Googling Job Candidates: Five Practices to Avoid

Alex Kilpatrick | September 19, 2013

The Internet offers hiring managers a plethora of rich and previously inaccessible information. But before you get to Googling, remember to stop and think about whether those actions could be crossing legal lines, even putting you and your company at risk of litigation. I sat down with Brian Finucane, a partner at Fisher and Phillips specializing in labor and employment litigation to get some insight on the issues employers should be aware of before researching candidates online.

“This is the classic situation where lawyers can think of a lot of reasons not to do it, and non-lawyers can think of  a lot of reasons to do it,” Finucane says. So with all of this information at our fingertips, what exactly should be considered off limits to recruiters and hiring managers? Finucane pinpointed these five “don’t”s of Googling job candidates.

1 | DON’T USE INTERNET RESEARCH TOO EARLY IN THE PROCESS

Rather than Googling the candidate behind every resume that passes your desk, reserve the online research element for later on in the process. Think of it as a last step to use when you have a handful of finalists to choose from rather than as a tool for narrowing the larger candidate pool.

2 | DON’T AUTHORIZE YOUR MANAGERS TO USE IT AT THEIR DISCRETION

“If you’re going to use online candidate research, give that duty to a set person to minimize excessive use,” suggests Finucane. Typically, this job would be given to an HR person rather than a specific department manager — someone who has “the discipline and sophistication to realize what information is significant and what should be ignored or not considered.”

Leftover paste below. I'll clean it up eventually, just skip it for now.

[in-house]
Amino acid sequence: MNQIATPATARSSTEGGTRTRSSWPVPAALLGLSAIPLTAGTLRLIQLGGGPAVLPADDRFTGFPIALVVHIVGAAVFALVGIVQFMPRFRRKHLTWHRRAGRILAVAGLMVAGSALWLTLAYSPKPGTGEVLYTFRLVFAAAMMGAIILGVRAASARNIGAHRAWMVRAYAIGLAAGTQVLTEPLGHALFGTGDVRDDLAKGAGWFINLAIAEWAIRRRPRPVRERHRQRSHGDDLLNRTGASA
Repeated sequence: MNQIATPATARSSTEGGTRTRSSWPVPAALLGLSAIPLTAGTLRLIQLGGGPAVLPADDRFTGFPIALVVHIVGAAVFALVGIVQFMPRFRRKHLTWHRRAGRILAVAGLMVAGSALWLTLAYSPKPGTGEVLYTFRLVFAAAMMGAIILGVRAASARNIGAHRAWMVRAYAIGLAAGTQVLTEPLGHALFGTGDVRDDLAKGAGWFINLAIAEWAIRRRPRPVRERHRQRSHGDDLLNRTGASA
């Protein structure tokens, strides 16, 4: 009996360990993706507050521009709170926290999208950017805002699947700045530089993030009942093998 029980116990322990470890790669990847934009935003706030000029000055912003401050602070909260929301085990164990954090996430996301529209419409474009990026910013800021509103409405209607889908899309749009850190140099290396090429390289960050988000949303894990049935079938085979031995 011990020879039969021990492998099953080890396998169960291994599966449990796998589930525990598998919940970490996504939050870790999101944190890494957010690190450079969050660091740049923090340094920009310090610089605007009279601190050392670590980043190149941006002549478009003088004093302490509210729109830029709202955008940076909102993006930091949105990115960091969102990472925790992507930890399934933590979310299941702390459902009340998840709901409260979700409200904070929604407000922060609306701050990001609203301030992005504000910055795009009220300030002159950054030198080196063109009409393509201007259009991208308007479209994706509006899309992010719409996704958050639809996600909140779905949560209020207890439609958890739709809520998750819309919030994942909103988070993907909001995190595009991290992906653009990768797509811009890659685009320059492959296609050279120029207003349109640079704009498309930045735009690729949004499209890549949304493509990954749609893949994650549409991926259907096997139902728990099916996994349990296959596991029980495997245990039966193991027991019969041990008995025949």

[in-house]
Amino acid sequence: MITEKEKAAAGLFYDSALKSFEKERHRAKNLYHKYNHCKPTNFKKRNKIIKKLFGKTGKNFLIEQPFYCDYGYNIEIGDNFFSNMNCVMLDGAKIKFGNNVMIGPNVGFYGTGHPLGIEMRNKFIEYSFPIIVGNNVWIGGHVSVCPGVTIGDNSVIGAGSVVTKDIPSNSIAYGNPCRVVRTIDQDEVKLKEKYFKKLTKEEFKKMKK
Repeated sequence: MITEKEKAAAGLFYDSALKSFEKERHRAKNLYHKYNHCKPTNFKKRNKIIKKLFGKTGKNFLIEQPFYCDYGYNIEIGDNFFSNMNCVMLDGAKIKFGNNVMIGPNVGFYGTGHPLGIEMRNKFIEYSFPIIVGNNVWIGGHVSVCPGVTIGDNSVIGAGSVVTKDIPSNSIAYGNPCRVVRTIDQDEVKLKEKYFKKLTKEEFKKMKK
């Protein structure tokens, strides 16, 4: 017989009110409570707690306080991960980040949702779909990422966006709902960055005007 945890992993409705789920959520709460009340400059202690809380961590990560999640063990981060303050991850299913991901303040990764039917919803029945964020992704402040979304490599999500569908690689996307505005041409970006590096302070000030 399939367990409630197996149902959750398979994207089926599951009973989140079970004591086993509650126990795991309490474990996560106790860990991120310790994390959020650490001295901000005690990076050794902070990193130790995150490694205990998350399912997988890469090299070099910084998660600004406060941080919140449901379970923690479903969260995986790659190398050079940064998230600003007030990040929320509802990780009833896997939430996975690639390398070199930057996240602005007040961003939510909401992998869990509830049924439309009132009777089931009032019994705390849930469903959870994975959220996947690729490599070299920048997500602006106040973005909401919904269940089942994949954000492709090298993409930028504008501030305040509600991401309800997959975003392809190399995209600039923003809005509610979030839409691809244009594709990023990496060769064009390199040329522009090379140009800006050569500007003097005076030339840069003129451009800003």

3 | DON’T PURCHASE INFO FROM NON-ACCREDITED THIRD PARTY PROVIDERS

“There is a federal statute that regulates people who are in the business of gathering and selling this information to employers,” Finucane notes. “But now the Internet is filled with people who are selling info about persons but are not the traditional types of reporting agencies.” Since these agencies don’t necessarily comply with federal statutes, it’s best to avoid them altogether. According to Finucane, “it’s safer to use the free information than to purchase third party providers who are not accredited. Plus, when you get info from an organization covered by that act you are required to give the candidate notice that you secured that information.”

4 | DON’T LOOK FOR INFO YOU CAN’T PUT ON AN APPLICATION

“Internet research opens up this idea of getting information that you’re not supposed to acquire through the application process,” Finucane pointed out. Things like age, race and national origin can be easily found through a quick Google search, and “employers could be accused of using that information in their hiring decision.”

5 | DON’T SUCCUMB TO THE URGE TO LOOK FOR INFO JUST BECAUSE IT’S OUT THERE

Overall, it’s important to remember that just because the information is out there, that doesn’t mean it’s appropriate to use. “For an employer that is hiring, the information is out there, and the urge to look for it is going to be irresistible,” Finucane says. “Usually larger, more sophisticated employers are cautious about how to use internet research as part of their screening process for new employees. But if you’re going to do it, exercise discipline and control about what you’re going out and finding and what you do with that info.”

About The Author

Alex Kilpatrick is the Marketing Communications Manager at interviewstream and has been with the company since 2018. In her free time, she enjoys running, reading, traveling and spending time outdoors.

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